Facebook is considering removing 'like' counts
Could this be a new trend in the social media landscape?
- Facebook is considering hiding its "likes" tally, but hasn't offered any concrete details.
- Hiding likes is a feature that Facebook-owned Instagram has already begun testing in a number of different countries.
- The company is motivated by their concern for people's mental health, as well as a drive to increase meaningful usage of their sites.
Facebook is playing with the idea of hiding the public "like" feature that appears underneath user's posts. Engineer Jane Manchun Wong suspected this endeavor while looking through and testing Facebook's code — the company has since followed up and confirmed the experiment.
A Facebook spokesperson said in an email, "We are considering hiding like counts from Facebook." The company's higher-ups believe that, by hiding the like counter, they'll discourage self-censorship and curb unhealthy envious behavior that could lead to stress and mental health issues.
Instagram and a number of other social media sites are either actively testing or considering implementing a similar initiative.
Facebook hiding likes
Indeed, Instagram has already begun testing this in 7 countries, where they only show a user's audience a few names of mutual friends who've liked the post instead of the full range of likes.
As Instagram is owned by Facebook, it was only a matter of time before they started testing it on the parent company's main site.
The idea is to stop users from comparing themselves against others and feeling bad if their content doesn't get as many likes as someone else. It also could ensure that more people keep posting and stay active, which is a necessity for Facebook's bottom line.
The new feature would allow the user to see how many people "liked" the post, but the total tally wouldn't be displayed to their network or general public. Companies such as Twitter are also rethinking about the way conversations are formatted on the site. This said, they are also considering hiding likes and retweets.
This is all part of a larger push from these companies to ensure that users are engaging in what they consider "well spent" time on their platforms.
Facebook's prototype may suggest that there were positive results from eliminating the like tallies on Instagram. Increasingly, Facebook has been negated to a site where users infrequently post, unless a major life event occurs. The day to day of people's lives is being more readily documented on channels such as Instagram or Snapchat.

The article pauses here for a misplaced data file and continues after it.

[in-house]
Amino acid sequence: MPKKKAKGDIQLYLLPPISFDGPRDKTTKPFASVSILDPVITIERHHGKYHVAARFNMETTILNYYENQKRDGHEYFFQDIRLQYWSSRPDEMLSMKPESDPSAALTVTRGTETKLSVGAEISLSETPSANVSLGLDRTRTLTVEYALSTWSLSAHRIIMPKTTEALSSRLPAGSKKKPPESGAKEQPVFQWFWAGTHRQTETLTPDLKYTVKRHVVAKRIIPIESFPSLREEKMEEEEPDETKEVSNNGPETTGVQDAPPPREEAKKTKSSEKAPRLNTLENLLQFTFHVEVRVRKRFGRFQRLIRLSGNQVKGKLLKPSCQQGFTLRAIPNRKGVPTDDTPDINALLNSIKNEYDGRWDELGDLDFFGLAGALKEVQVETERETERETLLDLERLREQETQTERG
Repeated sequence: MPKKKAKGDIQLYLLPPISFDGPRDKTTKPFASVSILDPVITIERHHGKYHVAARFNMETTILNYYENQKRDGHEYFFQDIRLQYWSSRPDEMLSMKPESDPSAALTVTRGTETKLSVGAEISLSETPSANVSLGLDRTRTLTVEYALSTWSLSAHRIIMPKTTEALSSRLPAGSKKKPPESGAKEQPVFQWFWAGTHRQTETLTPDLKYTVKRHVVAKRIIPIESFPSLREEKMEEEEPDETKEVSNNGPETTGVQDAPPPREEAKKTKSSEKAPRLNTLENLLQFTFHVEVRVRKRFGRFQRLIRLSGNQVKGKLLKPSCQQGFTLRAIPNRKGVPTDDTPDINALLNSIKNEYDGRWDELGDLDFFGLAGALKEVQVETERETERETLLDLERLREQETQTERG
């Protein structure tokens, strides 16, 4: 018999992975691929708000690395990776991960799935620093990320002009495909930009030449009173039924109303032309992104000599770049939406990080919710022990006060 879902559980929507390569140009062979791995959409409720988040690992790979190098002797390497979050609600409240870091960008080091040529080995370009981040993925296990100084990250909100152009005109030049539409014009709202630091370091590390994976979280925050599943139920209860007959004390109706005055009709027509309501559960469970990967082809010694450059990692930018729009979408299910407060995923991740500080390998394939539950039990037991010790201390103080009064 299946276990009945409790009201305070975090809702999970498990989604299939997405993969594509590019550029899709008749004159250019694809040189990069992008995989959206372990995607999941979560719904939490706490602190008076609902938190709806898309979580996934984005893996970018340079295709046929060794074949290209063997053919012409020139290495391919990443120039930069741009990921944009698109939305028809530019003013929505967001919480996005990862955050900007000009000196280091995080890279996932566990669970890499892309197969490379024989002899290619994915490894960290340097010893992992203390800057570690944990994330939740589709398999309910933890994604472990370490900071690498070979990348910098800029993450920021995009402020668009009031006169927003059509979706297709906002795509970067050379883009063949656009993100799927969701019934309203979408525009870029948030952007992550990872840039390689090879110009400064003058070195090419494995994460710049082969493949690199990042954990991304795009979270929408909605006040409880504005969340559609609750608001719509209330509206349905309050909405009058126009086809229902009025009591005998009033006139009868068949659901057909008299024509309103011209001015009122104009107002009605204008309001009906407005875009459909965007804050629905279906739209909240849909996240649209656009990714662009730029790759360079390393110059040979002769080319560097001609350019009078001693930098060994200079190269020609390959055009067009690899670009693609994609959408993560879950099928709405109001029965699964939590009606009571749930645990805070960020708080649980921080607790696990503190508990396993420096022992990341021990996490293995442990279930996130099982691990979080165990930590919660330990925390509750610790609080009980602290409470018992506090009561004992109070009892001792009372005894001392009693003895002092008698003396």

By avoiding this "like envy," people can become more comfortable in being active on the platform. A good deal of posts also consist of political or news-oriented content pieces. The company wants to reignite the spark of connecting with friends and loved ones. Even Mark Zuckerberg has spoken about having meaningful time well spent on the platform. In a quarterly earnings call he stated:
"Research shows that interacting with friends and family on social media tends to be more meaningful and can be good for our well-being, and that's time well spent. But when we just passively consume content, that may be less true."
Social media likes and mental health
A 2017 study found that of all the major social media platforms, Instagram had the most detrimental effect on young people's mental health. Removing like counts puts less pressure on young people who are trying to fit or keep up with inane cultural trends. The study found that just spending two hours a day on social media was linked with increased rates of anxiety, depression, and lessened quality of sleep.
In a similar vein, one recent UCLA study proved that teenagers are heavily susceptible to being influenced to the number of "likes" on a post. They're more likely to engage with a post if more people have liked it, and equally feel worse if their posts didn't get the same amount of interaction.
Only time will tell if the removal of the like tally has any long-ranging consequences for user's mental health and interactivity with the platform.
When adults are challenged to behave like adults, by a child, they can go in one of two directions.